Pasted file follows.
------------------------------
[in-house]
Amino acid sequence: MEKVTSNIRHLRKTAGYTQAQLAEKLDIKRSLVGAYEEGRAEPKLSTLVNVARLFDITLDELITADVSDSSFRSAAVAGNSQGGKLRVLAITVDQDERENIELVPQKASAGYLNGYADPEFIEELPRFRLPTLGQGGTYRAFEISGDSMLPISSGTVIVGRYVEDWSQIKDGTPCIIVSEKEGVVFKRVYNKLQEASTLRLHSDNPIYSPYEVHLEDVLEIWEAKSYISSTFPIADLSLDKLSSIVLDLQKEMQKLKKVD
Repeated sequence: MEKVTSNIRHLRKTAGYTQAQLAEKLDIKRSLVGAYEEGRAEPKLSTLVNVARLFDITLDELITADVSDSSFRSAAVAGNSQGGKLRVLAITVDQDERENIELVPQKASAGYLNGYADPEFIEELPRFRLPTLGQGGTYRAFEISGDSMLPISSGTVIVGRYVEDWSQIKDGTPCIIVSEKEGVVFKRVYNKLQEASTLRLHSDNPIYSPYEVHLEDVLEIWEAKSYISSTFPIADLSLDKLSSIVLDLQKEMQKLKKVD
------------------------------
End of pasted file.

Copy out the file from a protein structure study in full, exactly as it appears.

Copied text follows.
[in-house]
Amino acid sequence: MEKVTSNIRHLRKTAGYTQAQLAEKLDIKRSLVGAYEEGRAEPKLSTLVNVARLFDITLDELITADVSDSSFRSAAVAGNSQGGKLRVLAITVDQDERENIELVPQKASAGYLNGYADPEFIEELPRFRLPTLGQGGTYRAFEISGDSMLPISSGTVIVGRYVEDWSQIKDGTPCIIVSEKEGVVFKRVYNKLQEASTLRLHSDNPIYSPYEVHLEDVLEIWEAKSYISSTFPIADLSLDKLSSIVLDLQKEMQKLKKVD
Repeated sequence: MEKVTSNIRHLRKTAGYTQAQLAEKLDIKRSLVGAYEEGRAEPKLSTLVNVARLFDITLDELITADVSDSSFRSAAVAGNSQGGKLRVLAITVDQDERENIELVPQKASAGYLNGYADPEFIEELPRFRLPTLGQGGTYRAFEISGDSMLPISSGTVIVGRYVEDWSQIKDGTPCIIVSEKEGVVFKRVYNKLQEASTLRLHSDNPIYSPYEVHLEDVLEIWEAKSYISSTFPIADLSLDKLSSIVLDLQKEMQKLKKVD